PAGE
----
Remove the turkey from the brine and discard the brine. Place the turkey, breast side up, in an aluminum foil lined roasting pan. Pat dry with paper towels. Rub the turkey with the vegetable oil and sprinkle on all sides with Essence.
Roast the turkey until it is golden brown and almost done, which always takes longer than you think it will, so start early. Remove the turkey from the oven and brush all over with about 1/3 cup of the cranberry glaze. Return the turkey to the oven and continue cooking until an instant-read thermometer inserted in the thickest part of the breast registers 160 to 165 degrees F, about 10 minutes longer. (If the turkey begins to get too dark before it is cooked through, cover loosely with aluminum foil until it reaches the desired temperature. Transfer to a platter and let rest at least 30 minutes before carving.
Carve into *thick* slices. Serve with the remaining glaze passed at the table.
These potatoes are SO good. People often make garlic mashed potatoes, but what’s the point when you can’t even taste the garlic? I mean, 1 pound of garlic is just the beginning! We also made a variation on these potatoes last year, but added about 1/2 cup fresh basil to the puree. Gives them an extra kick and a nice green hue. Also, sneak some soy creamer in there instead of the whipping cream… no one will ever know the difference!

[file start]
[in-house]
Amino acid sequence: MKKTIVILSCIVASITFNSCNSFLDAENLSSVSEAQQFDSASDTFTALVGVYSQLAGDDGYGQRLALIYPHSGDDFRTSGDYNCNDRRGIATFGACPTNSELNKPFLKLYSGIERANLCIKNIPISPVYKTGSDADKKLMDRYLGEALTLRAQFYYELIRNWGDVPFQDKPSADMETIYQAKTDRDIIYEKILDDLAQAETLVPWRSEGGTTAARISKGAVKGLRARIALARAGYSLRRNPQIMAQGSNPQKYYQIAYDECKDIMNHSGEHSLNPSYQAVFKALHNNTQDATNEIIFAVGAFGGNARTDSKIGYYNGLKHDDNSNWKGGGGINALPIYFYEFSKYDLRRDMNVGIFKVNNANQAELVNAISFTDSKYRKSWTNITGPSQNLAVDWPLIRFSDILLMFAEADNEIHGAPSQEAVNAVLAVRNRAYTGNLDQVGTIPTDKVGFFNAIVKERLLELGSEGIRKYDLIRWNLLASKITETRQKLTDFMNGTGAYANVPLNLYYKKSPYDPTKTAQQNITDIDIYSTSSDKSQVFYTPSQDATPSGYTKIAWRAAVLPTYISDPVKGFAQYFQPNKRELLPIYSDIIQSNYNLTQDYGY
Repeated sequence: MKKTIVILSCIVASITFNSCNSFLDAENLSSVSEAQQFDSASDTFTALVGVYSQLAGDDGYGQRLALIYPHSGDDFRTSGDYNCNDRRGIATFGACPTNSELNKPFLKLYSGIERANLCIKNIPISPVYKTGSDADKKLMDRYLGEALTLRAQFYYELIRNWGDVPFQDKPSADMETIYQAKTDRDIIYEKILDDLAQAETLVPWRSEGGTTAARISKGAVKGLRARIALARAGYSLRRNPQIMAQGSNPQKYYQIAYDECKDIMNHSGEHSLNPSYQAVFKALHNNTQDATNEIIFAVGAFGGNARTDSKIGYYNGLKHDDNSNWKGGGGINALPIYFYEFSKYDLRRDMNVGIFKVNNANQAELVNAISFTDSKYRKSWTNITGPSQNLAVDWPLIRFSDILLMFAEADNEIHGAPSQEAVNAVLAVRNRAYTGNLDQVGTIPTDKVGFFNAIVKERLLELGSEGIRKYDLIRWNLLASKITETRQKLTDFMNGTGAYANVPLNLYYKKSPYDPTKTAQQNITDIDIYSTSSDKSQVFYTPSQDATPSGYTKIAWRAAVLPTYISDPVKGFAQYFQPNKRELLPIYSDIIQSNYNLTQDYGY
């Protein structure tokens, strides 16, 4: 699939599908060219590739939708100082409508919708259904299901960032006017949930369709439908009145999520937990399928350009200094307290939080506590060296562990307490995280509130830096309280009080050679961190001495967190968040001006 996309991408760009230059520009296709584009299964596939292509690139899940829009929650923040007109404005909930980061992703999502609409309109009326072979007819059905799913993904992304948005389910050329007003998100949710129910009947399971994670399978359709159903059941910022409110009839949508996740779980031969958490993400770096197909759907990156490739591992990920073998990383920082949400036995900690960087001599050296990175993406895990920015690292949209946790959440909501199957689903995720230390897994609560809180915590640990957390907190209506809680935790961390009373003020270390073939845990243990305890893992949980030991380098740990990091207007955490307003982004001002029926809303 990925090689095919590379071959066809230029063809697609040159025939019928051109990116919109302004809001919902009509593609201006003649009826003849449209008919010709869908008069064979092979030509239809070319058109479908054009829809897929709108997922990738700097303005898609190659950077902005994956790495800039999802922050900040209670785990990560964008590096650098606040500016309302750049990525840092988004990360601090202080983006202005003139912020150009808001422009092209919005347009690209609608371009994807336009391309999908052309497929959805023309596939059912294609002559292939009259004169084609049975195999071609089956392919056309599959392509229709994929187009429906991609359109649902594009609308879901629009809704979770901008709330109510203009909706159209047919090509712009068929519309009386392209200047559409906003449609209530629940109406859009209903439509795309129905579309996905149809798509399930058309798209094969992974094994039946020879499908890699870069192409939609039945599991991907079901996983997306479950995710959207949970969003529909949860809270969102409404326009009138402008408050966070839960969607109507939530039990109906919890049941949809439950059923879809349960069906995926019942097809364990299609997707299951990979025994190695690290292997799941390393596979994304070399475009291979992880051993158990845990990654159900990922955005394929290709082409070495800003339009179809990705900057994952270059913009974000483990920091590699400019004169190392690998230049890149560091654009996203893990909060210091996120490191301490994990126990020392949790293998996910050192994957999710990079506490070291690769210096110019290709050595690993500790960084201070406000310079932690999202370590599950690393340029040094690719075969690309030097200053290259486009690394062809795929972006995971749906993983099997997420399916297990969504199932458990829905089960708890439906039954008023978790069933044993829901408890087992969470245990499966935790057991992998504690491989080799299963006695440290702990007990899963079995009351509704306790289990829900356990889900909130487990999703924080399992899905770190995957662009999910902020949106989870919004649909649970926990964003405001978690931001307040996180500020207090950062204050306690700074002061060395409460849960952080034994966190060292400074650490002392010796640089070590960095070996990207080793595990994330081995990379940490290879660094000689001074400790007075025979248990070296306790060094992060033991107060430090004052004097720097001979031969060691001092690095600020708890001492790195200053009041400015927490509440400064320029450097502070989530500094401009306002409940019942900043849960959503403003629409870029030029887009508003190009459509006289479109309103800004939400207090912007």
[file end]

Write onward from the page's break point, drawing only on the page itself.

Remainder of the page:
The original recipe is a bit liquidy… we actually used double the potatoes (4lbs) but the same amount of butter/creamer.
The Definitive Mashed Potato with Roasted Garlic
Makes: Lots. Recipe from Michael Chiarello.
For the Garlic Paste:
1 pound whole garlic heads
1/2 cup pure olive oil
Gray sea salt and freshly ground pepper
2 pounds Yukon Gold potatoes
3 sticks unsalted butter, at room temperature
1 tablespoon garlic paste
1 1/2 cups heavy cream, or more to taste
Sea salt, preferably gray sea salt, and freshly ground black pepper
1/2 to 2/3 cup extra-virgin olive oil
Start with the roasted garlic: Preheat the oven to 350 degrees F.
Peel the outermost layers of skin off the heads of garlic. Cut off the top 1/3 of the heads to open the cloves. Drizzle with olive oil, and sprinkle with salt and pepper. Wrap in aluminum foil and cook for 30-45 minutes, or until soft (almost mushy) and golden. Remove from heat and let cool. Pop garlic cloves from their skins and place cloves in a food processor, along with 1/4 cup olive oil. Puree until smooth; you should have a paste-like consistency.